Deputy First Minister Michelle O'Neill has confirmed that the Executive Office will now take the lead on progressing the Graduate Entry Medical School at Ulster University Magee Campus, which is a key priority for Ministers, Derry and the North West.
It's hoped a decision will now be fast-tracked to ensure that medical students can enrol at Magee next year.
Ulster University recently said a decision has to be made by the end of May.
The Department of Health had been readying a business case for medical provision in Northern Ireland which was due to be handed over to Minister Robin Swann.
The overall aim of the Executive Office, previously the Office of the First Minister and Deputy First Minister (OFMDFM) is to contribute to and oversee the co-ordination of Executive policies and programmes to deliver a peaceful, fair, equal and prosperous society.
Confirmation that the planned medical school at Magee is to be taken forward by the Executive Office has been welcomed by local Sinn Féin MLA Karen Mullan.
Karen Mullan commented: “The medical school at Magee has long been recognised as a pivotal project, not just in terms of the expansion of Magee University but the overall economic regeneration of Derry, Strabane and the wider North West.
“But it has faced a number of delays and difficulties.
”In this context I welcome the decision of the Executive today that this project will now be taken forward by the joint heads of government. The medical school is a complex and cross-departmental scheme and by moving it to the Executive Office, the difficulties can be addressed in time for the first intake of postgraduate students next year.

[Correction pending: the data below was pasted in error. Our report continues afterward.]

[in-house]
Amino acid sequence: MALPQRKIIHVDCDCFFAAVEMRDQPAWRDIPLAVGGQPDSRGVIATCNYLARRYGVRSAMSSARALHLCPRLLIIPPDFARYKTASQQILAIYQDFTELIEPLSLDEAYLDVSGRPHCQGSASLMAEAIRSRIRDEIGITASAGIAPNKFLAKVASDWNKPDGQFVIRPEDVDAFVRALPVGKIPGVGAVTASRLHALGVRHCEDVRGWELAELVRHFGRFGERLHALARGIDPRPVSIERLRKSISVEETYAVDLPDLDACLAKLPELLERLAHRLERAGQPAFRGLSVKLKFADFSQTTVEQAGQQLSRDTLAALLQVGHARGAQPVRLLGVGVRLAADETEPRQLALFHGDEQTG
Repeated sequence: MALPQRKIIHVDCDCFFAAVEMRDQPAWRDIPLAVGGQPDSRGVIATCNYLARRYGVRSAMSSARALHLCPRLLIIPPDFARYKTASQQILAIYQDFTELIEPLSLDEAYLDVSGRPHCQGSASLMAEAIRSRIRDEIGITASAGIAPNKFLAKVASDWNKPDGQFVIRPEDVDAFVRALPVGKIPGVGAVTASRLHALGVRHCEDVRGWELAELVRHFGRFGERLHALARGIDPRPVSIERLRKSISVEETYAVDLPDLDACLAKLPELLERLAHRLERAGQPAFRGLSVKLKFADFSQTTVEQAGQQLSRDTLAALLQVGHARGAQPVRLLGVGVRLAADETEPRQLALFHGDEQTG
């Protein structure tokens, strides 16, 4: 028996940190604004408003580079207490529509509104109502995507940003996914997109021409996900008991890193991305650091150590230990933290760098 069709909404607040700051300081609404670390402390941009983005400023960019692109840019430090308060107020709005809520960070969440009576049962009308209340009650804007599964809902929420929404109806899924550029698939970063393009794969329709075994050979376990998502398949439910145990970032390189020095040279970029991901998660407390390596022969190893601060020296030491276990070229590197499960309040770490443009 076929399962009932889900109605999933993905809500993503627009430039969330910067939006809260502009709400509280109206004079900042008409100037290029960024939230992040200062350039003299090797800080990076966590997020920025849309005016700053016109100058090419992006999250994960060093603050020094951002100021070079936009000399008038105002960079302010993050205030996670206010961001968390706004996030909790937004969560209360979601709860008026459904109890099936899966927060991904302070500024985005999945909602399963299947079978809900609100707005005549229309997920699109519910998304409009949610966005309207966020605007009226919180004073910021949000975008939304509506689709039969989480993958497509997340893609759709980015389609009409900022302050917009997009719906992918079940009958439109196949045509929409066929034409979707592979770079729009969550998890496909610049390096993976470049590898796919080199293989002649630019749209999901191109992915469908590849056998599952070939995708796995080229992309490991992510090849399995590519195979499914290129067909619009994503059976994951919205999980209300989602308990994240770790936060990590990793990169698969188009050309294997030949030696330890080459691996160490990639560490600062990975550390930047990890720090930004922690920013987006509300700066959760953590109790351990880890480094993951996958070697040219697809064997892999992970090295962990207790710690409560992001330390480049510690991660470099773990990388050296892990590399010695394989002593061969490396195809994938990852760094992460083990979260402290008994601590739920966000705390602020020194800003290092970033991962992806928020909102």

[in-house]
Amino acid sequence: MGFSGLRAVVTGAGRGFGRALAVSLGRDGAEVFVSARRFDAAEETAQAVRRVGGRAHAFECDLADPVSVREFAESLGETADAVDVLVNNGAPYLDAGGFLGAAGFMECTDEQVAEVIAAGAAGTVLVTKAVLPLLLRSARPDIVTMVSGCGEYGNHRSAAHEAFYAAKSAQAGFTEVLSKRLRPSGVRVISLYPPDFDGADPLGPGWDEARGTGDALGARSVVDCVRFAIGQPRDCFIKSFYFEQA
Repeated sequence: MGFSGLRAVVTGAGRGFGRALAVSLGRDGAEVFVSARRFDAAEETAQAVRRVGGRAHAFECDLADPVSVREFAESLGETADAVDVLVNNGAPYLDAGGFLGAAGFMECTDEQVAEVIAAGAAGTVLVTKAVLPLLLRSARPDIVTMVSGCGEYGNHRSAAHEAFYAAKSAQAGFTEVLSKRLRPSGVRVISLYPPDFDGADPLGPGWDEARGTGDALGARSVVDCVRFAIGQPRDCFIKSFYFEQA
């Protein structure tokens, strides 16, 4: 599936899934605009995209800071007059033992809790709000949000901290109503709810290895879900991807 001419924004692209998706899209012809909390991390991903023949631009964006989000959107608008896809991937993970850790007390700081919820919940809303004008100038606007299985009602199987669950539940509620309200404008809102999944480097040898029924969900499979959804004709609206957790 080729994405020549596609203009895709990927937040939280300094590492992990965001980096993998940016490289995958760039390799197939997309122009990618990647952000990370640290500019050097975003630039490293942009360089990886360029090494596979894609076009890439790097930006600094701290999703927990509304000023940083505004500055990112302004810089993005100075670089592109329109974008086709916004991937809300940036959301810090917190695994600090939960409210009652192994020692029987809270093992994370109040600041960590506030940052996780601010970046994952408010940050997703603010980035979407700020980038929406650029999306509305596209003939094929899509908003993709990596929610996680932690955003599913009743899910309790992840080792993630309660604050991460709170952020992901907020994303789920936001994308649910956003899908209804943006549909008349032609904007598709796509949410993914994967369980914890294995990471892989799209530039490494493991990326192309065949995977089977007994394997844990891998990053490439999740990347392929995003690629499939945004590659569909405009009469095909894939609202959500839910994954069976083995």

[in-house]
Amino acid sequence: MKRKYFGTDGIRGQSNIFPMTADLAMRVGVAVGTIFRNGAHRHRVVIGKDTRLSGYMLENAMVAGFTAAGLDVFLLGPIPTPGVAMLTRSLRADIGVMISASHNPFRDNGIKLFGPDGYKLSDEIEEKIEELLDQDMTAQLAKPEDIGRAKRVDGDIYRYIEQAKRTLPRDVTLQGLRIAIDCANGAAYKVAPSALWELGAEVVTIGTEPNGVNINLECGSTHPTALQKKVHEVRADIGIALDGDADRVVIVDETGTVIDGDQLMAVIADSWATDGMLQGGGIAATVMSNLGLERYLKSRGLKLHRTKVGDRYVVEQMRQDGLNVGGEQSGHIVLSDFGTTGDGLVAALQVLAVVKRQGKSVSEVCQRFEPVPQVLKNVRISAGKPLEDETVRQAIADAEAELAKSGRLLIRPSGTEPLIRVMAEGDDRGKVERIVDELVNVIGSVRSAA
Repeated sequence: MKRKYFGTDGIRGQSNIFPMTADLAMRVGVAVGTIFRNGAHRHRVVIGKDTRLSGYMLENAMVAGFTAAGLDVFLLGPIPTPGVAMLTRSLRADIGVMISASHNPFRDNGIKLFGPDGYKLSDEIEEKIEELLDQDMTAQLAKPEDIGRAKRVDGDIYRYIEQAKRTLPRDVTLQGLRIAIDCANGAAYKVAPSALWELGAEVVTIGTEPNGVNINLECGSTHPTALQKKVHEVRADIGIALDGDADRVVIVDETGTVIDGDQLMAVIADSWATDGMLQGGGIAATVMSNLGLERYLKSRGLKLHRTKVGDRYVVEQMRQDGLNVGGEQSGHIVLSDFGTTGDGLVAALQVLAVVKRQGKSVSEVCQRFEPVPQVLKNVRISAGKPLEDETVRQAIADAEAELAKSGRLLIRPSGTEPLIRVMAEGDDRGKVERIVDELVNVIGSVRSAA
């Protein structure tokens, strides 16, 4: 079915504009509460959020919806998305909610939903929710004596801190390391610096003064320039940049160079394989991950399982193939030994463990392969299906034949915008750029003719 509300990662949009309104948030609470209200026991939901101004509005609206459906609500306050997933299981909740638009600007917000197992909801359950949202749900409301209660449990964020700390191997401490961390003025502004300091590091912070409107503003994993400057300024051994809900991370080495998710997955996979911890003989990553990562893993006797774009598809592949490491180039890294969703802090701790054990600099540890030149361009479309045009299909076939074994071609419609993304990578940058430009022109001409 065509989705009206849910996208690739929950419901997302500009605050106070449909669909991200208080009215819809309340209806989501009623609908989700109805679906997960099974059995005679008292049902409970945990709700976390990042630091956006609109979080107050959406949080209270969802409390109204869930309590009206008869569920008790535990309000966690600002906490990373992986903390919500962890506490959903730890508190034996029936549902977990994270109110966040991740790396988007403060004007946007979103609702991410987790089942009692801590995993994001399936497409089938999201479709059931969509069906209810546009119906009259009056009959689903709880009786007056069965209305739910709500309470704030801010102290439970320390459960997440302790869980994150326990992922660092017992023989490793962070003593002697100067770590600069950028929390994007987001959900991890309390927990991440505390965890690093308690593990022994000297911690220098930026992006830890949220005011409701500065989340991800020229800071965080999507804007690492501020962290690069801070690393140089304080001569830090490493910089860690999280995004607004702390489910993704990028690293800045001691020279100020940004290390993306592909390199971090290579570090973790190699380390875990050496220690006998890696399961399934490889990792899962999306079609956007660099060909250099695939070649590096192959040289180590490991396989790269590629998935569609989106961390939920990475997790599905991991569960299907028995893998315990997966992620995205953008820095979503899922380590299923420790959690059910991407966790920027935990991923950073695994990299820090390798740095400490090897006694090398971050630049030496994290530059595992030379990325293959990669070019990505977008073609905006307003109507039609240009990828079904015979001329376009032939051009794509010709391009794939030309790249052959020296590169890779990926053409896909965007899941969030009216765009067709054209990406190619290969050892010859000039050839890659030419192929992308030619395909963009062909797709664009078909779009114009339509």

“This is a welcome move which comes on the back of the extremely positive Executive intervention committing record levels of investment to this region. The agreement to match fund the City Deal and Future Fund means that we now have a £210 million package that will be pivotal to our economic and social regeneration.
“Achieving this at a time of global crisis when all governments are facing huge challenges, is an important recognition that investment must address regional imbalance and the legacy of past neglect.
“That is something which Sinn Féin Finance Minister Conor Murphy has been abundantly clear on and I thank him for the commitment he has shown to redressing regional inequality.
“Progress on the medical school is critical to opening up a new chapter for third-level education in Derry which will see the much-needed NHS heroes of the future being trained and retained in this city. I look forward to that vision being realised.”
SDLP MLA Sinead McLaughlin added: "I welcome progress on the Medical School. I hope that the transfer of responsibility to the Executive Office is a sign that, at last, we are about to get the Medical School approved, over the line and ready to accept students in September next year.
"There really is no excuse for this having taken so long - it should have opened years ago. So let's get the final push done and completed."
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